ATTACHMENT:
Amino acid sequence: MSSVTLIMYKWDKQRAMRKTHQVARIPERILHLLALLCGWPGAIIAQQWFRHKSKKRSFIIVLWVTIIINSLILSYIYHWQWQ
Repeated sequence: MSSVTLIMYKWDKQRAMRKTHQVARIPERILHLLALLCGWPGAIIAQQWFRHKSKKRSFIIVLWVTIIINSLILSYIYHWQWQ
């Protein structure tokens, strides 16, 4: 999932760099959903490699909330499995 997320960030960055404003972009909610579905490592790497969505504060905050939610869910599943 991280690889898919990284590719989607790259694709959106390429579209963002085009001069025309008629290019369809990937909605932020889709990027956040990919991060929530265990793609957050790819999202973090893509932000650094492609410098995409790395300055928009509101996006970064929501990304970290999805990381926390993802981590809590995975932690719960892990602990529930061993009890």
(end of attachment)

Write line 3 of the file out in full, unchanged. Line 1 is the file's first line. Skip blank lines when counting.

């Protein structure tokens, strides 16, 4: 999932760099959903490699909330499995 997320960030960055404003972009909610579905490592790497969505504060905050939610869910599943 991280690889898919990284590719989607790259694709959106390429579209963002085009001069025309008629290019369809990937909605932020889709990027956040990919991060929530265990793609957050790819999202973090893509932000650094492609410098995409790395300055928009509101996006970064929501990304970290999805990381926390993802981590809590995975932690719960892990602990529930061993009890």